Even with branches down all over Lexington, damage to trees is not nearly as severe as during the 2003 ice storm, several tree experts said.
"A lot of trees were self-pruned then. That took out some weak and broken limbs," said Lexington urban forester Tim Queary, who was helping coordinate work crews in the city's streets and roads department Wednesday morning.
That does not explain all the difference, Queary said. The ice that began forming on trees Tuesday is not nearly as thick. "There was 2 inches of ice in '03, compared with one-half to maybe three-quarters of an inch now. That's a big difference."
The city was inundated with calls of downed trees on Wednesday, but Queary said road crews were responding first to calls about limbs and fallen trees blocking streets.
Even with less ice, several inches of wet snow will add more weight. So there remains potential for more damage, said arborist Dave Leonard, who dispatched two crews with chain saws, responding to 40 calls he received Wednesday morning.
Arborist Ian Hoffman said his employees were responding to calls to clear driveways, and farm roads, and to remove limbs on cars. "If something is on a roof or is a hanging danger, we would remove that. But we're not doing pruning 'til some of the ice melts," he said.
After the 2003 ice storm, Lexington homeowners learned a lot about proper tree care, the important of keeping trees healthy and correct pruning, Hoffman said. "A lot of people took care of business after the last storm. They should be spared some of the damage this time."
More-aggressive pruning by utility companies has helped remove weak branches, in addition to more aggressive efforts by the city to force people to take care of street trees.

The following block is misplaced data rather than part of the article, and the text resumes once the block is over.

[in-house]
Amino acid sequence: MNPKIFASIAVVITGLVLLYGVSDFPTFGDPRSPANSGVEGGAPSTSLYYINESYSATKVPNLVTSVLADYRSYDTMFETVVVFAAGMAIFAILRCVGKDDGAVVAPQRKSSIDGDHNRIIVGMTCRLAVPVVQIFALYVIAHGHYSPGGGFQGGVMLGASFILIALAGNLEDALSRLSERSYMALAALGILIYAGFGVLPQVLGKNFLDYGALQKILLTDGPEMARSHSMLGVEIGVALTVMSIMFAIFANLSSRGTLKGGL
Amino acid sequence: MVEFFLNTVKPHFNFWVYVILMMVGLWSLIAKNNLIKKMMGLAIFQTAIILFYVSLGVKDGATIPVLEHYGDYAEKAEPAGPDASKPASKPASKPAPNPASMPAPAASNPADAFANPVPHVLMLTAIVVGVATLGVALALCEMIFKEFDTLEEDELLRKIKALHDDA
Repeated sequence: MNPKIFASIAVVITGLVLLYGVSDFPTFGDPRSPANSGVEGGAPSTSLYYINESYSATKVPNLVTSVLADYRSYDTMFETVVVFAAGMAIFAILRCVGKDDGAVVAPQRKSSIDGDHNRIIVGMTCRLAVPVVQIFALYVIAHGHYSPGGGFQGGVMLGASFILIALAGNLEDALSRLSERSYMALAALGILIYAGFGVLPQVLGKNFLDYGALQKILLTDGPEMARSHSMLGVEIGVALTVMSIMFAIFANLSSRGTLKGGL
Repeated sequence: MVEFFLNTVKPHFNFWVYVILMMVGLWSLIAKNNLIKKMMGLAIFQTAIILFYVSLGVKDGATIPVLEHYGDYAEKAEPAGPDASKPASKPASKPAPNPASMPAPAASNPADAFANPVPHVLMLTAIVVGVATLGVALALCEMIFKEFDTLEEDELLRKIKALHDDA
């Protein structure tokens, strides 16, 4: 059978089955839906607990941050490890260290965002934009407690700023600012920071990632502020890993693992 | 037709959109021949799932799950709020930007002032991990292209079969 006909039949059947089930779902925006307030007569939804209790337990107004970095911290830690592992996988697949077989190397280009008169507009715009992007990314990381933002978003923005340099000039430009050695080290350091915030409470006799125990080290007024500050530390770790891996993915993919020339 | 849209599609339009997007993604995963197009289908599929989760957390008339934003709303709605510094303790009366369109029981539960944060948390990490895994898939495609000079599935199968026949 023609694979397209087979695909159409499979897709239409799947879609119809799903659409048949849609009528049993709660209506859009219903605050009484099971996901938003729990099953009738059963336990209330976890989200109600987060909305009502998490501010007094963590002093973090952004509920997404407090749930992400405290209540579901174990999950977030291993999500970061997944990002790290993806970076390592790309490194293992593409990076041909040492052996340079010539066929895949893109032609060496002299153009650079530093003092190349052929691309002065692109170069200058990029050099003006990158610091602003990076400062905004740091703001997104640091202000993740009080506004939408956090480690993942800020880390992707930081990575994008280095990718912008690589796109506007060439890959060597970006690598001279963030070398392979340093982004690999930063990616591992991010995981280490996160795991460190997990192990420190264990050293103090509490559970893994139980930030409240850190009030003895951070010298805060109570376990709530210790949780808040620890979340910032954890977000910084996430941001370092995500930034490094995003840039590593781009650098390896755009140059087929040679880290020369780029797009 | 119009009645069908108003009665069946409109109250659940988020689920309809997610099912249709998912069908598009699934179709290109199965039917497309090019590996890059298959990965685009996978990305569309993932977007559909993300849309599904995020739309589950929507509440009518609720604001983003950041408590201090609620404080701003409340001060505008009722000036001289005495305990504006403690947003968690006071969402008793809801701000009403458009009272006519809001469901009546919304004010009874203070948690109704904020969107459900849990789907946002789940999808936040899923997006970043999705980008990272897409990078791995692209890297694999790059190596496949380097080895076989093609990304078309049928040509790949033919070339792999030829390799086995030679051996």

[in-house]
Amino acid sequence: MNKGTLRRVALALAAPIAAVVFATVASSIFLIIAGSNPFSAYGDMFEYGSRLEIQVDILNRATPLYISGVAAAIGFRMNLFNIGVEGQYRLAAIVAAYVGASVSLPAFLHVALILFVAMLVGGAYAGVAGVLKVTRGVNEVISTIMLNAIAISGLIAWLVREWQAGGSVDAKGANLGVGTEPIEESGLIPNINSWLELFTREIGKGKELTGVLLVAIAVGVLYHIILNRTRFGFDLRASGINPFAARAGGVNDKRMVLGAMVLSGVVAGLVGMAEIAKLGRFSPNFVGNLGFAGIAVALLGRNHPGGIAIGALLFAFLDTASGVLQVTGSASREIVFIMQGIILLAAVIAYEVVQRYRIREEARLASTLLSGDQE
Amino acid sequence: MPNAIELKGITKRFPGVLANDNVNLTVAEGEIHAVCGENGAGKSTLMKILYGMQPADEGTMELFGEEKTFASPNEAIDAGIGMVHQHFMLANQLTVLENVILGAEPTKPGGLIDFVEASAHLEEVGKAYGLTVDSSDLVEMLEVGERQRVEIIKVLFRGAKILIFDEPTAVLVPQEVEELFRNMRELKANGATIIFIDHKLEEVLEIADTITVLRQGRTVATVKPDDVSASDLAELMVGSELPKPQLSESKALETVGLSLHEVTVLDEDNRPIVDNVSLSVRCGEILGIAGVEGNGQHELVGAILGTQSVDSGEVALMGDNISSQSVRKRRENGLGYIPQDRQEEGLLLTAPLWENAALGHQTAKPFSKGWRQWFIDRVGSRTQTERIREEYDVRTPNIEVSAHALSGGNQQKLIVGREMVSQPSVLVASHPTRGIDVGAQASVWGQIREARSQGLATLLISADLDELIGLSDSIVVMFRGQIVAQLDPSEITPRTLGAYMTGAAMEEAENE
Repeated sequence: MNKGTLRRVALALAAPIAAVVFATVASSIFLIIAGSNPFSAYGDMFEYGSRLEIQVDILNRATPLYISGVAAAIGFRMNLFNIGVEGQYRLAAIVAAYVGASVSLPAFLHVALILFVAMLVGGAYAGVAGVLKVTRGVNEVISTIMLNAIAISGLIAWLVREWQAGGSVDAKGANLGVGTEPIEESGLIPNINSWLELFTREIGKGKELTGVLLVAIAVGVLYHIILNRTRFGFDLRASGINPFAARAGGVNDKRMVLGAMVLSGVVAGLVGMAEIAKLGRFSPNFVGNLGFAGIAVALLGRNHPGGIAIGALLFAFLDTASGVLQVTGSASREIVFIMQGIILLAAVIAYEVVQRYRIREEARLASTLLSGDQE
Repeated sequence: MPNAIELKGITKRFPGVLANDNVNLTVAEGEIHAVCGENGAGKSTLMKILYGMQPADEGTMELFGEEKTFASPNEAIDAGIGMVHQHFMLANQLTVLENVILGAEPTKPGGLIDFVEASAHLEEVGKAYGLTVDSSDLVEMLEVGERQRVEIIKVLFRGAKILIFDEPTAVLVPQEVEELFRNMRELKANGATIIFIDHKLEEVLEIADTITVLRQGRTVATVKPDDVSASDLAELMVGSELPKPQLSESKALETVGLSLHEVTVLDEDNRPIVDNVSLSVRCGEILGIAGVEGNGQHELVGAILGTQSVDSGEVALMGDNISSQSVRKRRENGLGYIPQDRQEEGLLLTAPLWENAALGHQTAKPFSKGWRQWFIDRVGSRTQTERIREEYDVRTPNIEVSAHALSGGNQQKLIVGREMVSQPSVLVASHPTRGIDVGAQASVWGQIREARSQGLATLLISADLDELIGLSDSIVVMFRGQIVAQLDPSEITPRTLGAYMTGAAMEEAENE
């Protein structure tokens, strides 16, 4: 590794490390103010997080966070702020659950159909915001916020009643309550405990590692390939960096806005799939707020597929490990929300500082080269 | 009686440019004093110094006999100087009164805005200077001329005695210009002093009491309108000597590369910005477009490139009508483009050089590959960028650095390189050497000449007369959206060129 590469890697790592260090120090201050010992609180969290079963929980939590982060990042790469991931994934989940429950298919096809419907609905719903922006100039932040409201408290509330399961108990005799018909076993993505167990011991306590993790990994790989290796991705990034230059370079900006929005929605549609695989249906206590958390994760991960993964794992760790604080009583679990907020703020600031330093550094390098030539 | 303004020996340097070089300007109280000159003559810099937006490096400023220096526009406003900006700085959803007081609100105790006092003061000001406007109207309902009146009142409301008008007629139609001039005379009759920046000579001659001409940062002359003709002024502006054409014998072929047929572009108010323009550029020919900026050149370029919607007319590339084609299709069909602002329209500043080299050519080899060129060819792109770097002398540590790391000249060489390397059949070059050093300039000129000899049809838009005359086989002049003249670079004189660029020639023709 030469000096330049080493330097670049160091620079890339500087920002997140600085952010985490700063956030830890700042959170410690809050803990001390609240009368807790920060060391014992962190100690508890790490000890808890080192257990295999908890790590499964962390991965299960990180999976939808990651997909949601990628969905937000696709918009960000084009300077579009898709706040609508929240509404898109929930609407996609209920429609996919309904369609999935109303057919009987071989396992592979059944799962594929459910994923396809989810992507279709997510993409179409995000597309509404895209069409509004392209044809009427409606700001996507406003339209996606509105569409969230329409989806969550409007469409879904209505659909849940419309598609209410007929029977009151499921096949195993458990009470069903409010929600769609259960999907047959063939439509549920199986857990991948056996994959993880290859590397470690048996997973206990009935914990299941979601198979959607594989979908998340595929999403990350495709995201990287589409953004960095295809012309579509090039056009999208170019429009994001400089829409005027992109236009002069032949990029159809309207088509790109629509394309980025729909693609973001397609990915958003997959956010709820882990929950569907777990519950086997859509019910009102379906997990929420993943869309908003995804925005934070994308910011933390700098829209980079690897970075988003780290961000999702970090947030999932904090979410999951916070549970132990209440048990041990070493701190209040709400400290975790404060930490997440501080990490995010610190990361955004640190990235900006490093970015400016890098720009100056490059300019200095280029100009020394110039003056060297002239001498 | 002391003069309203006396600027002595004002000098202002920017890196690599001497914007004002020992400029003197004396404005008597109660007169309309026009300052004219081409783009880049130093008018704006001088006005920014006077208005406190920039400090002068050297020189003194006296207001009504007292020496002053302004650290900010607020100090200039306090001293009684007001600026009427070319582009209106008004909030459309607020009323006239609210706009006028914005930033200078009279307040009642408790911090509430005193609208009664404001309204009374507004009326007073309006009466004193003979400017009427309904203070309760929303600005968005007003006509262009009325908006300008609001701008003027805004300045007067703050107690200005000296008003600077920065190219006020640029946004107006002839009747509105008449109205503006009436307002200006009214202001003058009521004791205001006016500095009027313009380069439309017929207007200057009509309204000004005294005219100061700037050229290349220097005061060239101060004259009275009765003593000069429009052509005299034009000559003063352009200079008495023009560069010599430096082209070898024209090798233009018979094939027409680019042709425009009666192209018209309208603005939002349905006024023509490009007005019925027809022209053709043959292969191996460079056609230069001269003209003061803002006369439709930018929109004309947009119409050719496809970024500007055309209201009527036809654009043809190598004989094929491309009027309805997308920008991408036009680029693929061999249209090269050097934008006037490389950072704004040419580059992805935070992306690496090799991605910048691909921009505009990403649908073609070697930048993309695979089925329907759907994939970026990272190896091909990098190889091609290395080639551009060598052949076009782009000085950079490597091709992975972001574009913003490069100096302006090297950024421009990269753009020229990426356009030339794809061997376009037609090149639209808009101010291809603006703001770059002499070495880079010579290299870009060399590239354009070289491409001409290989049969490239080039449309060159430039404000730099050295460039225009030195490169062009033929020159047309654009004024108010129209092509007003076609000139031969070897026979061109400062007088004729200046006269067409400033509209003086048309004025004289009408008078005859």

Two years ago, Lexington strengthened its street-tree ordinance to allow the city to cite and fine property owners with hazardous street trees. If a tree poses a serious threat to public safety, the city can have the tree cut down and charge the property owner for the cost of removal.
Strict enforcement of the ordinance has paid off, Queary said: "We're seeing fewer problems with street trees right now."
The main advice from arborists is, don't knock ice off your trees and shrubs.
"You'll break the limbs and do more damage," said arborist B. G. Hubbs, owner of Community Tree Care. "Wait 'til the ice melts."
Don't go under big trees to drag out fallen limbs. There might be more cracked or broken branches up there that could fall. "You might end up being a casualty," Leonard said.
Don't touch any limbs on or near power lines. Call the utility company.
Trees are resilient, and many trees bent under ice and snow will straighten up when the ice melts.
"Right now, the main concern should be about getting limbs off the roof, off cars, the driveway, the sidewalk," Hoffman said. There will be plenty of time later to pick up debris.